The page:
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The Daily Cardinal Est. 1892
Monday, August 15, 2022
Abbie

Rap Genius threatens the art of music

This week I have a question for you guys: Have you ever noticed the number of people with headphones in on your way to class? I am one of those people, and I always find myself wondering what other people are listening to and why they are listening to it. After much consideration and wondering I think I’ve come to a conclusion: People listen to the songs they do based on how it makes them feel and what it means to them.

But what if what people interpret isn’t actually what the artist meant when writing the song? Does it change their opinion of the song? Well with websites like Rap Genius it is now possible to find out what an artist might have been thinking about when writing their songs. However, after doing some research I found a lot of harsh comments about Rap Genius from people high up in the music industry. They seem to think that it is ruining music as an art. I’m not sure if I agree or not, but I can see both sides of the argument. 

As a music-loving freak I’ve found myself watching interviews with artists on YouTube because I was dying to know if my interpretation was right. Music videos can help figure out the meaning of a song as well, but sometimes I feel they make it even more confusing (i.e. “Beware the Dog" by the Griswolds, “Mr. Brightside” by the Killers and “Sugar, We’re Goin Down” by Fall Out Boy) Even interviews don’t give you word-for-word annotations of the real feeling, they more or less give you a vibe or an event that inspired the writing of that song—which is better than nothing I guess, or is it? Websites like Rap Genius do give you line-by-line annotations of songs and sometimes they’re even from the artists themselves. I know Eminem has gone and annotated a large chunk of his songs on Rap Genius which is super cool to see and think about from his perspective. 

There is something that bothers me though, and it is the fact that sometimes a song hits you really hard because you relate to it. But what if you realize it really had nothing to do with what you thought? Would you still like it as much? Are Rap Genius and other similar websites good or bad for the music industry? I think the answer still remains to be seen. I like to think of music as an art form. Do painters discuss the true meaning of their paintings? I don’t personally know any painters, but I would venture to guess they don’t. A lot of art critics like to think they’ve figured out the meaning of a painting, but do they really know? Music critics critique songs the same way, but do they really, truly know? I doubt it. Also, does knowing the meaning of the song make it any better? Maybe. Maybe not.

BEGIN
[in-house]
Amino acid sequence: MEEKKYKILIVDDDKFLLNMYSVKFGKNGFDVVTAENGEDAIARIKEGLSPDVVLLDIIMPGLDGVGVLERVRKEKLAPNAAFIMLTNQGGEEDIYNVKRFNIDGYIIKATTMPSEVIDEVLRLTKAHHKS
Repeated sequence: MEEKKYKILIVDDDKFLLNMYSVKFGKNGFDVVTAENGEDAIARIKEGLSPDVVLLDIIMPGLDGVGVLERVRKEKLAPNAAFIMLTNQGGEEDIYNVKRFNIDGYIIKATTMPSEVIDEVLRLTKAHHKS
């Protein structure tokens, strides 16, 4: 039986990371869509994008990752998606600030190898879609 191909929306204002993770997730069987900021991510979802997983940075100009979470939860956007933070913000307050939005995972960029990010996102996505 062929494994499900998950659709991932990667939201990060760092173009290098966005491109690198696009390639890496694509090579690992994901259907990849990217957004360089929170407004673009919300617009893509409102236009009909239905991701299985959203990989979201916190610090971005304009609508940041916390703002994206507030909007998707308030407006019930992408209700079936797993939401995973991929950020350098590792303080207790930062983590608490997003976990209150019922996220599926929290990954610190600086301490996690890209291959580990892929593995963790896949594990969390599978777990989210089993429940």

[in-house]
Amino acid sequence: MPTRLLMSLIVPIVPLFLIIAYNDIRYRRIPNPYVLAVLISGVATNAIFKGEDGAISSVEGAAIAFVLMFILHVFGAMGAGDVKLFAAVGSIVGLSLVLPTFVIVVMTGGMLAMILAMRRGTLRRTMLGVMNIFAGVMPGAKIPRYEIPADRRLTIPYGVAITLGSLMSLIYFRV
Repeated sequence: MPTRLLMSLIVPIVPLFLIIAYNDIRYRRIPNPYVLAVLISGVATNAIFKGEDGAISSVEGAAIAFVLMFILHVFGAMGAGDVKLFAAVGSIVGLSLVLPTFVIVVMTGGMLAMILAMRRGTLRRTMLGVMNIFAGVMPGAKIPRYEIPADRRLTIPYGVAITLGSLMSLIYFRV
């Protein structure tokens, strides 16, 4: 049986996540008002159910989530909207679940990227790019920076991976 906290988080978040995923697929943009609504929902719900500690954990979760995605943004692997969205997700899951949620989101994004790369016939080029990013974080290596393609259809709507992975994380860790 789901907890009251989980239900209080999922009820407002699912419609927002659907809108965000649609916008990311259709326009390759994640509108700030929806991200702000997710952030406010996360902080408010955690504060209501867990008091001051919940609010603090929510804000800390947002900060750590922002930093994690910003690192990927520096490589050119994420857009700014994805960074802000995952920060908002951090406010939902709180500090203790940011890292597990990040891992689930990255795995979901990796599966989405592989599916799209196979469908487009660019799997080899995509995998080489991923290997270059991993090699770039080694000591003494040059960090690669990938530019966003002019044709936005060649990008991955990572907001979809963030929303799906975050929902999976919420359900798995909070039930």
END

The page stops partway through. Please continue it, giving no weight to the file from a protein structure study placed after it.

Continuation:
Art is considered one of those things that comes out of hurt and pain. It’s been said for centuries that the best art is made with feeling and emotion and some of the strongest emotions are negative ones. Maybe a painful song is “better” than a happy one. Who knows? These are questions I do not have the answer to but would love to know. I’d also like to know what the artists think. Apparently Eminem is all for it, but what about someone like Kanye? 

Also, artists aren’t the only ones who annotate their songs. Any user can add a meaning to a song, which is sort of cool because I like to see what other people think about songs I like, and if my opinion is original or not. It can get confusing though because other people’s interpretations might affect your opinion of a song you like, but they also might give you a new perspective you never thought of and makes you like the song even more. 

I do find this huge mass of opinions to be slightly annoying at times because some people just throw their stupid comments into the annotations like, “he’s telling you some real shit here man.” Like no. Get off Rap Genius. You clearly don’t understand the point here. No one cares what you have to say. I like finding out what the artists have to say, but I also think that sometimes I’m OK with just sticking to what the song means to me. It makes it more personal and makes my music, my music. I feel that even if my playlist is similar to yours, we are going to listen to each song differently, making our experiences original. 

Anyway, I’m not sure where I sit on this issue, but I would like to know if any of you have strong opinions on the topic or information on the issue that I’m missing. Feel free to email me at ruckdashel@wisc.edu, but for now it looks like Rap Genius is here to stay.

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